jurisdictional defects. Petitioner challenged the state trial
court's jurisdiction on post-conviction review in the
state courts. The state trial court rejected the claim,
concluding that Petitioner failed to support it with any
relevant evidence. Order, Harrington v. Klee, No.
16-5554 (Mich. Cir. Ct. April 19, 2016) (unpublished); (ECF
No. 1 at Pg Id. 19-20).
is not entitled to federal habeas relief on any such claim.
The determination of whether a particular state court is
vested with jurisdiction under state law and is the proper
venue to hear a criminal case is a “function of the
state courts, not the federal judiciary.” Wills v.
Egeler, 532 F.2d 1058, 1059 (6th Cir. 1976); see
also Hamby-Bey v. Bergh, No. 08-cv-13284, 2008 WL
3286227, at *2 (E.D. Mich. Aug. 7, 2008) (Battani, J.);
Chandler v. Curtis, No. 05-cv-72608, 2005 WL
1640083, at *2 (E.D. Mich. July 13, 2005) (Cohn, J.);
Groke v. Trombley, No. 01-cv-10045, 2003 WL 1798109,
*5 (E.D. Mich. April 1, 2003) (Lawson, J.); accord Wright
v. Angelone, 151 F.3d 151, 157-58 (4th Cir. 1998);
Rhode v. Olk-Long, 84 F.3d 284, 287 (8th Cir. 1996).
A perceived violation of state law does not provide a basis
for federal habeas relief. Estelle v. McGuire, 502
U.S. 62, 67- 68 (1991). A state court's interpretation of
state jurisdictional issues conclusively establishes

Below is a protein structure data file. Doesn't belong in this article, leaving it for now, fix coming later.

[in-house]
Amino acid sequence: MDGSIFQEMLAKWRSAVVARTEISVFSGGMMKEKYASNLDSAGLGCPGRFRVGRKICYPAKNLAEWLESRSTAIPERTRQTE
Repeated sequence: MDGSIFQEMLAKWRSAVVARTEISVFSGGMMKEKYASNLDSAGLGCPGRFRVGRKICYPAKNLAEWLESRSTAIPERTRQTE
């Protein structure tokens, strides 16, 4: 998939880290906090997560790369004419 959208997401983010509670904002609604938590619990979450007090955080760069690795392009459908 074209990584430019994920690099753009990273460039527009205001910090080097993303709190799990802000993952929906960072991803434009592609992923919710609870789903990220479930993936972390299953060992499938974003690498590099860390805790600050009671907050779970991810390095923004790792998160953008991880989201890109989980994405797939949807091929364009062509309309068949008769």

jurisdiction for purposes of federal habeas review.
Strunk v. Martin, 27 F.App'x 473, 475 (6th Cir.
thus fails to state a claim upon which habeas relief may be
granted as to this issue.
also asserts that he is entitled to habeas relief because the
authorities arrested him without probable cause in violation
of the Fourth Amendment. Federal courts will not address a
Fourth Amendment claim on habeas review, however, if the
petitioner had a full and fair opportunity to litigate the
claim in state court and the presentation of the claim was
not thwarted by any failure of the state's corrective
processes. See Stone v. Powell, 428 U.S. 465, 494-95
(1976). “All that Stone v. Powell requires is
an ‘opportunity' for full and fair consideration of
the claim for suppression; it is up to the claimant and his
counsel to decide what use, if any, is to be made of the
opportunity.” Jennings v. Rees, 800 F.2d 72,